May 2nd, 2021
Join us - share and network, discover and learn
Economic Resilience - Survey OVERVIEW
FRIDAY - 4PM MT MAY 7th
COPY THIS https://us02web.zoom.us/j/85896241732
To view former webinars CLICK HERE
The economy is an essential contributor to your welfare. It is the source of jobs and the prime contributor of public taxes supporting the vast array of services comprising the welfare state. If the economy is the "forest", then business and jobs are the "trees".
The KEI Network exists for but one reason, to contribute to development of economic resilience, that is, the capacity of the economy to absorb and recover from shocks. This is particularly important in economies that are not diversified, and often the objective of government policy where economic shocks are frequent. Alberta is but one example, where development of the oil and gas industry, triggered a seemingly never-ending cycle of booms and busts. Our focus is to advocate for economic diversification/ resilience, by both building a constituency and increasing public understanding through dialogue and monitoring of economic resilience as viewed by you, the Network.
It is our belief that "sentiment" is an important qualitative measure, probably even more important - more valid, more robust, and a better predictor, than any quantitative economic measure such as GDP.
Throughout April we discussed the state of the economy - particularly in Alberta. Of particular interest were how Alberta's Regions were faring, the relevance of innovation and the contributions of entrepreneurs, and the effectiveness of the so called innovation ecosystem.
Despite the Covid pandemic - that has crippled "public" activities such as tourism and public entertainment, the tone of discussion and the various presentations were generally upbeat particularly for commodities such as in forestry, oil and gas, and agriculture plus the contribution of entrepreneurs, vision and leadership, and the innovation ecosystem. Always present were cautionary interests in the environment, inflation and debt, public health and fraud.
That was April featuring weekly webinars of your personal perspectives and those of invited guests - recorded HERE. Also during April we hosted the semi-annual Economic Resilience survey. The results - gathered since 2015, provide a view of your economy in macro and granular detail. There is a lot to share, so for May we'll share it in stages: first an Overview, followed by an analysis by Region, by Industries, Professions, Public Services, then an assessment of the Innovation Ecosystem, wrapping up May with Conclusions and Recommendations.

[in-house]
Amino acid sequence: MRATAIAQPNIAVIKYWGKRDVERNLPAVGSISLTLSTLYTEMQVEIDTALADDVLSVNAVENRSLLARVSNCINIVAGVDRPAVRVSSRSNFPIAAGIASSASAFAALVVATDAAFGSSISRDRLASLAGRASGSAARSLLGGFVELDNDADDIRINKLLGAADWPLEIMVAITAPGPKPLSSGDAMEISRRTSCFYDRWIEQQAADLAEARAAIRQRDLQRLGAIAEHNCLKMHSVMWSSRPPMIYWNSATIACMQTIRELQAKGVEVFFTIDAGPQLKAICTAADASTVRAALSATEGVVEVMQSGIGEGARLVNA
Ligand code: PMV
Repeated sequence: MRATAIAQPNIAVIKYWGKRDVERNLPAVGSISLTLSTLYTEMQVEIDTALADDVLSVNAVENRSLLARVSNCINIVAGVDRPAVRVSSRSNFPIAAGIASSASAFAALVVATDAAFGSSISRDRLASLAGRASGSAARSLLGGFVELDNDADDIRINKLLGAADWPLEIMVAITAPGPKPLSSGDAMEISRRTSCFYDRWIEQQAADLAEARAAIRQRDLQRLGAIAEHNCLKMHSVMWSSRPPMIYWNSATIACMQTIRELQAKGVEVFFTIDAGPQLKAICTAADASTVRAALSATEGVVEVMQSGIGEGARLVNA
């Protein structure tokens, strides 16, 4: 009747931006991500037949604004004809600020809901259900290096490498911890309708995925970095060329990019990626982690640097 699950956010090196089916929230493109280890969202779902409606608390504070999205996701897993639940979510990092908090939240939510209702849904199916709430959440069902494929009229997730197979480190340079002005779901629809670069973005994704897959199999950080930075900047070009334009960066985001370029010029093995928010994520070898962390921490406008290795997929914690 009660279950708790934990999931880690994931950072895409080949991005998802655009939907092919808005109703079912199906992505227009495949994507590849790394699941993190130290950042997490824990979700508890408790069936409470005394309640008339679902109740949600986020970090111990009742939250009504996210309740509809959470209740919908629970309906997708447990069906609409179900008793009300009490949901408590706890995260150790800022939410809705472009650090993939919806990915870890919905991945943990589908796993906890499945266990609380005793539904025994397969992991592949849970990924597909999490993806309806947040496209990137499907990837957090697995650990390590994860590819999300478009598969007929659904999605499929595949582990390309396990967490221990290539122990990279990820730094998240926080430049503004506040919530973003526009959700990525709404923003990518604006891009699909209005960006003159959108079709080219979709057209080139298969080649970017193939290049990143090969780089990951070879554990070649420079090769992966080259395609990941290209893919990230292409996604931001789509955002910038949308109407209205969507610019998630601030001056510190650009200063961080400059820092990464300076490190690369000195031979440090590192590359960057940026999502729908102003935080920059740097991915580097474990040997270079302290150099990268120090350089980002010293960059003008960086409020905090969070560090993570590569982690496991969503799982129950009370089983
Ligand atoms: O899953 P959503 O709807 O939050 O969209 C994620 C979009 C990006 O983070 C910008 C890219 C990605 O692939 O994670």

Ready? Is the Alberta economy resilient?
Of the survey respondents, most (86%) were from Alberta. The following analysis is devoted to the Alberta respondents. On a scale of from 1 - Very Resilient to 5 - Not Resilient, the average of 2.68 in the spring 2021 survey is approaching Neutral (3.0) and up significantly from 2.35 in the Fall of 2020 and 1.91 five years ago in the Spring of 2016.
The following graph illustrates continued weakness <3.0 in economic resilience - the black line, but steady improvement over the last five years particularly in the spring of 2021 in parallel with the changing price of oil. That the price of oil would be relevant is reinforced in comments accompanied this survey question. While recognizing that diversification has been improving, the oil and gas industry continues to be significant driver of the Alberta economy.
The associated word cloud drawn from comments regarding economic resilience reflects numerous views that the economy remains overly sensitive/ vulnerable to the plight of the oil and gas industry. Also frequently mentioned are an increasing role of agriculture in the economy, the impact of Covid in devastating tourism and the role of the Alberta government in economic diversification.
The proportion of respondents viewing the economy as Not Resilient declined significantly down from 73% down to 49%, a decrease of 24%. On the other hand, Resilience remained weak at 36%, though increased 15% from 21% in the fall. Uncertainty reflected in Neutral increased from 6% to 15%. It would appear that while Resilience improved - and though continuing weak, the decrease in Not Resilient contributed to the increase in Neutral or Uncertainty.
The most sensitive measures of Resilience continue to be Job related measures: Employment (66%) and Creation (63%) followed by Corporate Investment (57%).
YOUR WEBINAR MAY 4TH
This week's webinar HERE will focus on the Overview above. Please join us as we'll also discuss your comments and any replies you care to share HERE.